Hajji Isaac Mulindwa is a great risk taker. One of the first black Ugandan to start up a car import business, Mulindwa’s enterprising nature has led him to various endeavours over the years; from politics to farming and to food-processing.
As a politician, he was a founder member of Uganda Freedom Movement (UFM) in 1955 with Augustine Kamya, Mary Nkata and Godfrey Lukongwa Binaisa as the party adviser.
UFM was very instrumental in mobilising Ugandans, especially Africans to boycott buying of goods from Asian shops, boarding buses and drinking of beer in Kampala, which brought the Indians’ businesses to their knees.
“We were protesting the treatment the Indians and the whites were meting out on Africans, who were considered third-class citizens after the whites and Indians respectively. It was very effective but many of our people were arrested as a result,” Mulindwa says.
However, this was a turning point as the Africans opened up businesses, which changed the business landscape. After successfully forcing the Indians into sharing business with Africans, Mulindwa opened up a hides and skins shed at Kabwohe trading centre, a produce store dealing in beans, millet and maize He also traded in coffee.
Ever the businessman, in 1960 during the upheaval of Congo, Mulindwa came into contact with some Belgians, who had been exiled in Uganda. From them, he got some business ideas.
“I stayed with a Belgian couple who told me there were opportunities in Congo and this prompted me to go to Stanleyville, where I established business with Congolese businessmen and made some money.
I even bought business premises the short time I went there. I spent two years in Congo. I found out that the people were music lovers and this prompted me to request them to come and try their talents in Uganda, which they did,” recalls Mulindwa
The first batch of musicians came to Uganda in 1961 and had their maiden show at the then Top Life bar owned by Kabazi Lwaya. For bringing the band, Mulindwa was paid Shs4,000. This was a lot of money by then. By the time he left Congo in 1962, he had brought in five bands and was being paid Shs6,000 commission on each.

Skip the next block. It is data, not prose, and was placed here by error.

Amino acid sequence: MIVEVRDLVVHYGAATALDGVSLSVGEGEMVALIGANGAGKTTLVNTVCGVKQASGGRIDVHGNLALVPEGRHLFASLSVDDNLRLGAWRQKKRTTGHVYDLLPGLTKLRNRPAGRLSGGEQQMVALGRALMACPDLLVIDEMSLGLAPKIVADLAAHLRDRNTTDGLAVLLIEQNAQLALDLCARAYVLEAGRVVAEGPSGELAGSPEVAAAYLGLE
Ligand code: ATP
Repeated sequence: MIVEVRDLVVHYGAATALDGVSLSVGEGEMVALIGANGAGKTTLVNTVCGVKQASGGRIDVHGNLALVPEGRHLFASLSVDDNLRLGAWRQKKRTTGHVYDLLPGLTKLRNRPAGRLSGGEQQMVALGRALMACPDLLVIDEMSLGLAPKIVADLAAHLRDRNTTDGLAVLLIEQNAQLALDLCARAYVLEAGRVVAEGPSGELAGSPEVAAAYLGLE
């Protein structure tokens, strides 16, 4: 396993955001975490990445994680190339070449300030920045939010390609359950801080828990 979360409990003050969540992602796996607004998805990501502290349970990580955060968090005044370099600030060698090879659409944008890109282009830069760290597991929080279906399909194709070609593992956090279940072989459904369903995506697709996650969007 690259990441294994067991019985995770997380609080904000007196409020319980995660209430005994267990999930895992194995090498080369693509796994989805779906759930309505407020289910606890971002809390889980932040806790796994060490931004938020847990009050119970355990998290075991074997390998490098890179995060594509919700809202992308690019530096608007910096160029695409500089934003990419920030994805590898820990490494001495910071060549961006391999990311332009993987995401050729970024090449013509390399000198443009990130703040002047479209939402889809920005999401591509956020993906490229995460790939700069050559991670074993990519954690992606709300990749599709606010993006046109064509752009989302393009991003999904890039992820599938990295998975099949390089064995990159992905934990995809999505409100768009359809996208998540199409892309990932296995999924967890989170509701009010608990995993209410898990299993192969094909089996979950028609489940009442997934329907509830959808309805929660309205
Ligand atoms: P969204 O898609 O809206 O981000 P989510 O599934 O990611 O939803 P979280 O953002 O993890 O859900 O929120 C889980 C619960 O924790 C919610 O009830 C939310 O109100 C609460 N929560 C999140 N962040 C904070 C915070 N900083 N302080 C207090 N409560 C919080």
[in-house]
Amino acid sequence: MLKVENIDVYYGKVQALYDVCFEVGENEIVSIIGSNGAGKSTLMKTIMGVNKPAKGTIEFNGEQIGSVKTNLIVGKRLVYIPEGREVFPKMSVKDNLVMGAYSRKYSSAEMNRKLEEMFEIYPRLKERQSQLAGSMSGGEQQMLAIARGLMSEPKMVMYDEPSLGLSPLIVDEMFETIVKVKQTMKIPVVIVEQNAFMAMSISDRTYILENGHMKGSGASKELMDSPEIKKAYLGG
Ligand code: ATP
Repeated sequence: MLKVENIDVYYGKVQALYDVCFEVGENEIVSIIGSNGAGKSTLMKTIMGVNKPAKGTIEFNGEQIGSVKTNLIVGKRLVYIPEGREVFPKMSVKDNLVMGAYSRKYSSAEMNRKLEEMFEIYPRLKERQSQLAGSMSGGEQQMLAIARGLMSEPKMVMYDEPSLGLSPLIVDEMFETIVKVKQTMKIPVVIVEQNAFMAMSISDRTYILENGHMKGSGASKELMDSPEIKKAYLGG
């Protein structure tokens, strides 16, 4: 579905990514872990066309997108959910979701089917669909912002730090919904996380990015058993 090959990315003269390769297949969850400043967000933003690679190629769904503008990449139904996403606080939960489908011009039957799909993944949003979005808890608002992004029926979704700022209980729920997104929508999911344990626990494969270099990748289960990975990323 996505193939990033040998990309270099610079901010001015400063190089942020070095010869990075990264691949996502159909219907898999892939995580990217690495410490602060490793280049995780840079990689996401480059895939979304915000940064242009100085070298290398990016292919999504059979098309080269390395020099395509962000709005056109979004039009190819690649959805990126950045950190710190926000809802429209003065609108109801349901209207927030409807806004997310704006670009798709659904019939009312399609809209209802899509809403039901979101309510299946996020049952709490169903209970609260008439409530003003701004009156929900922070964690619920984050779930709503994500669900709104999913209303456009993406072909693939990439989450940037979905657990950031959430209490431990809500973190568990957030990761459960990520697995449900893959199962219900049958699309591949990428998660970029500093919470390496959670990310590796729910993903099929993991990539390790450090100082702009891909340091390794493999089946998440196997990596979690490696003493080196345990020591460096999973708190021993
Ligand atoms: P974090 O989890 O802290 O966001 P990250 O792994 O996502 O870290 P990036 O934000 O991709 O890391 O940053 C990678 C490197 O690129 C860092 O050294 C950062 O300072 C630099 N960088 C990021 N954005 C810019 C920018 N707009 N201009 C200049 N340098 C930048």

Starting a family
The same year Mulindwa returned from Congo, he married Safina Nnaku with whom they have six children, all still alive and living in various parts of the world.
Later, he opened up a coffee factory in Lukuli Makindye in 1963. The factory is still operational up to now. He also opened up Makinawa Motors Ltd in 1964, whose first headquarters were on Kampala Road, next to Shell petrol station below Central Police Station. Currently, the office is located on plot 42-44 on Prince Charles Drive Kololo.
Working with government, he started loaning cars to civil servants. By 1971, he was competing favourably with the Indians and had also won a franchise of Renault vehicles from France. At the time of the 1971 coup, he had ordered z100 cars, which arrived at the time of the expulsion of the Asians in 1972.
“With a lot of difficulty, I sold off these cars but as time went on, I got in trouble with the head of the notorious Sate Research Bureau (SRB), one Marire, who grabbed a whole consignment of 60 cars, accusing me of conniving with the Indians by being their agent and sending them money after the car sales. Many Ugandans were losing their cars to soldiers and SRB officers, who were killing at will in order to steal cars.
They came to pick me on several occasions but I was only saved by my size because they assumed Makinawa was a giant of a man. I am a small, simple and humble man. If you are not careful, you may not recognise me,” Mulindwa explains.
“Marire almost killed me but I was saved by his deputy, who carried out investigations and found me innocent. However, I lost about 20 cars to him. The company went under with the coming of Obote II government. I was accused of being an SRB agent because I was a Muslim but I was proved innocent,” he reminisces.
However, life became hard and Mulindwa had to run into exile to Nairobi in 1980.